A four-point inspection is going to cover the roof, the HVAC system, the electrical system, and the plumbing system.
Thus, the name is appropriate. The specific components that the four-point inspection will cover include:
- The inspector is going to look at the age and condition of the roof
- The inspector will also check to see if the shingles are still correctly attached to the roof
- The inspector will also look at the roof for signs of leakage
The HVAC System
- The inspection is going to cover the health and safety of the central heating and air conditioning if this is present
- Then, the inspection will include the individual components of the HVAC unit itself
- Finally, the inspection will check for any signs of leaks coming from these components
The Electrical System
- The inspector is going to take a look inside the electrical panel, and look at the types of wiring present in the home
- If there are any damaged, bent, or poorly maintained wires, these could lead to significant home issues
- The inspector will highlight these issues, if they are present, and ask the homeowner to get them repaired
The Plumbing System
- The home inspection is going to look at the type of pipe that is present in the home, which might include CPVC, copper, lead, or polybutene
- If there are issues related to the types of pipes present, the inspector might recommend getting them updated
- If there are any signs of bursts or leaks, the inspector will point them out and ask that the homeowner get them repaired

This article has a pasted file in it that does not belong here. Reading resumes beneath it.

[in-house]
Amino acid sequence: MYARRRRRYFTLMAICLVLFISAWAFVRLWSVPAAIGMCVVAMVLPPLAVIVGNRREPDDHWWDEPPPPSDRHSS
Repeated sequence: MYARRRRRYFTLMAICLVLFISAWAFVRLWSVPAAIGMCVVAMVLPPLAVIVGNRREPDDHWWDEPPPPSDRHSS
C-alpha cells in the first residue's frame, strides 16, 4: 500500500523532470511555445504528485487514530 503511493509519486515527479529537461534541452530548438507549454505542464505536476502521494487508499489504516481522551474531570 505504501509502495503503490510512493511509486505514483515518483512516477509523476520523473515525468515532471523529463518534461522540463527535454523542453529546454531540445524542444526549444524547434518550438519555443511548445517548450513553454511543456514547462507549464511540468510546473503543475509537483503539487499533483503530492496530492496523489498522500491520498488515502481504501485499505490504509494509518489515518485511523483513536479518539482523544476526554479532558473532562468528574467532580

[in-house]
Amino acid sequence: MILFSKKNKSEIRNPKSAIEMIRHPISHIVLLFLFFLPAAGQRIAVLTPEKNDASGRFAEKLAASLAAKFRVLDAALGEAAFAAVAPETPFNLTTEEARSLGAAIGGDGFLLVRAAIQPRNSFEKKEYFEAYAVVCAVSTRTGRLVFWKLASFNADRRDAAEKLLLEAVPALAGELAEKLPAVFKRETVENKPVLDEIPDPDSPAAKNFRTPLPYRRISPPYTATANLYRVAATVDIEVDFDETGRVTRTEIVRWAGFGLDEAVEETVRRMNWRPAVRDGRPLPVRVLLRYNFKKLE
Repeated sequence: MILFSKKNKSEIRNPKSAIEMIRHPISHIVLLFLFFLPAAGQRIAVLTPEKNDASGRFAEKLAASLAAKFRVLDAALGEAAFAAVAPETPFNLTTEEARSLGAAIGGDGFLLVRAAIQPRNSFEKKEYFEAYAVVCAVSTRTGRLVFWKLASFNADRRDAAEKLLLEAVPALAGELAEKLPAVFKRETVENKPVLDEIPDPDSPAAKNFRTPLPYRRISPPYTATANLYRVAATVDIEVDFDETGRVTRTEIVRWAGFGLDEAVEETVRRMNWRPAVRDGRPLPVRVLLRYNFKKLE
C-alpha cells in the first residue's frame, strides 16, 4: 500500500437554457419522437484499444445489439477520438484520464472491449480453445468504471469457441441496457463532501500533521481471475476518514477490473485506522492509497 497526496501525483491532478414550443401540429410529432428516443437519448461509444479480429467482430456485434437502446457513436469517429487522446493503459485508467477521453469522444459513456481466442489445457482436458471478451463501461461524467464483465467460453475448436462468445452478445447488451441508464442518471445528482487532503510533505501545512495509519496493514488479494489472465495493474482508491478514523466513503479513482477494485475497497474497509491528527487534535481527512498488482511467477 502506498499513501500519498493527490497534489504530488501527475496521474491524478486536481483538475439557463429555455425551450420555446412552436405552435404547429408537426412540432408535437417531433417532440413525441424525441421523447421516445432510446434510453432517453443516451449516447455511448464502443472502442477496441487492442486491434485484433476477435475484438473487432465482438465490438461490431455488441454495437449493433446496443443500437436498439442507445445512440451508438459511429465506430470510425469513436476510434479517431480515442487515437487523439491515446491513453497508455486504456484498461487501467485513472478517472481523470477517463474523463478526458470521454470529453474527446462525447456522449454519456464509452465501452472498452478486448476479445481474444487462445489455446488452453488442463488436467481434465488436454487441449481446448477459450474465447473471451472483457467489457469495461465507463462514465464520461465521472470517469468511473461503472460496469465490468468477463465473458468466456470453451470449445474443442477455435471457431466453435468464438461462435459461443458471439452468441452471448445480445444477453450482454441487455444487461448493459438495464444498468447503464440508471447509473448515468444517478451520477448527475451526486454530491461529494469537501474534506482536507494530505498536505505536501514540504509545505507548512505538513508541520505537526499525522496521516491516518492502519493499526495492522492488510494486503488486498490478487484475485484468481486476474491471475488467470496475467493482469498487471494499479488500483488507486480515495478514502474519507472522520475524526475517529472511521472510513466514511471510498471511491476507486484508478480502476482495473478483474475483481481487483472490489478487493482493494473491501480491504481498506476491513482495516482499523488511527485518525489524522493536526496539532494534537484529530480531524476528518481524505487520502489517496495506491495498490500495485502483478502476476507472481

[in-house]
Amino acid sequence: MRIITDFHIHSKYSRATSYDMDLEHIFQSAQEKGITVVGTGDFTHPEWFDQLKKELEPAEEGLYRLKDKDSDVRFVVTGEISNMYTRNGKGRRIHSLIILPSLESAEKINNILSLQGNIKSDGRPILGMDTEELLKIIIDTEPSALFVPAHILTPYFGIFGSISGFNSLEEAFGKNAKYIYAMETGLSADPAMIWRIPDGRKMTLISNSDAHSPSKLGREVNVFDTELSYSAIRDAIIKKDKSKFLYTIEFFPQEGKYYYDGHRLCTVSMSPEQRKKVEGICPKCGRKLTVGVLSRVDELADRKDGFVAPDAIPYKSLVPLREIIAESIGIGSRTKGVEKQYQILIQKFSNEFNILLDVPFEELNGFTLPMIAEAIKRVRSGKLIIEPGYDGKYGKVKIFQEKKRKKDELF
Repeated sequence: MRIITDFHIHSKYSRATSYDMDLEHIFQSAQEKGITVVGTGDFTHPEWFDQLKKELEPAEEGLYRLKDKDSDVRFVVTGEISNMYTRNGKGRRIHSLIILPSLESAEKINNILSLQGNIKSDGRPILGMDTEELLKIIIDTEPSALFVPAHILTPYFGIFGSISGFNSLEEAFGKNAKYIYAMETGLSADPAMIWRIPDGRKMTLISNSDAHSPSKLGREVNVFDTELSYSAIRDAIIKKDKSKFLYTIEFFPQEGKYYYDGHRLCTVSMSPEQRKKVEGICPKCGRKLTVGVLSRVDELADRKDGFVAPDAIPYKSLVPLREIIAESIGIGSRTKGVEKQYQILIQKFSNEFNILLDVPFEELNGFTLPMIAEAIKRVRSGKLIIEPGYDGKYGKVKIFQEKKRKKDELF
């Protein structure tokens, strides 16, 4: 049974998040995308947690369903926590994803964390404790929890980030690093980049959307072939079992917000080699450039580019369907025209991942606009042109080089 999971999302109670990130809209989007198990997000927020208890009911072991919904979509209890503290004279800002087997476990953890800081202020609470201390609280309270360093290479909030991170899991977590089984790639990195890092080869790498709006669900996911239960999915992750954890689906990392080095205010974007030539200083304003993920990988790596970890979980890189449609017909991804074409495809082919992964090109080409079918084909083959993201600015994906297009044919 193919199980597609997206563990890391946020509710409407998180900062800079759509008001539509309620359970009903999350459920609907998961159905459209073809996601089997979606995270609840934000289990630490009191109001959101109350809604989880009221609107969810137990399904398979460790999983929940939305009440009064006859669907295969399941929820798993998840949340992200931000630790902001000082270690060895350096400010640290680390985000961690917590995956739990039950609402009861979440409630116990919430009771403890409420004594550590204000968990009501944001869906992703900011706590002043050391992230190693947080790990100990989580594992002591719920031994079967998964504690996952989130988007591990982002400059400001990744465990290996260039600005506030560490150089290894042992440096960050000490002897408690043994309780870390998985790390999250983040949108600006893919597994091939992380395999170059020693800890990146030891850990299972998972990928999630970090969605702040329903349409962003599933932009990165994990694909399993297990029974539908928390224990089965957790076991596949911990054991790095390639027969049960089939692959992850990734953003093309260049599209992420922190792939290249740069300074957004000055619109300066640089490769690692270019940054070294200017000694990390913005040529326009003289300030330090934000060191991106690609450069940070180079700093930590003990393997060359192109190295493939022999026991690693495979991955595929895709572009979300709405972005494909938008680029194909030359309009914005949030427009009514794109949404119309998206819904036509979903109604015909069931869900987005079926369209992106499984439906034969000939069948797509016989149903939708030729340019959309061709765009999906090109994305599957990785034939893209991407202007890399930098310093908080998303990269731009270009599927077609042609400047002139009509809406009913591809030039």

This overview includes what is usually covered on a four-point inspection. The inspector will provide the homeowner with a comprehensive report and might also send a copy to the homeowner’s insurance company.
Comparing a Four Point Inspection to a Full Home Inspection
Many people think that a four-point inspection is the same as a full home inspection. The confusion arises when someone has a home under contract, and there is a clause allowing the buyer to get a complete home inspection.
In this case, the seller might think that this is a four-point inspection; however, this is not true.
The point of this inspection is that if it uncovers something that makes the buyers uncomfortable, they can void the contract and get their earnest money back.
A four-point inspection only looks at the four points mentioned above.
Therefore, it does not legally satisfy this clause.
As a result, if the four-point inspection reveals a roofing problem, this might not be enough to get the buyers out of the contract.
That is why buyers should ask for a full home inspection instead.
Most buyers request full inspection when writing the purchase agreement offer.
A full home inspection is an inspection of the entire home. Some of the other points that a thorough home inspection will cover include: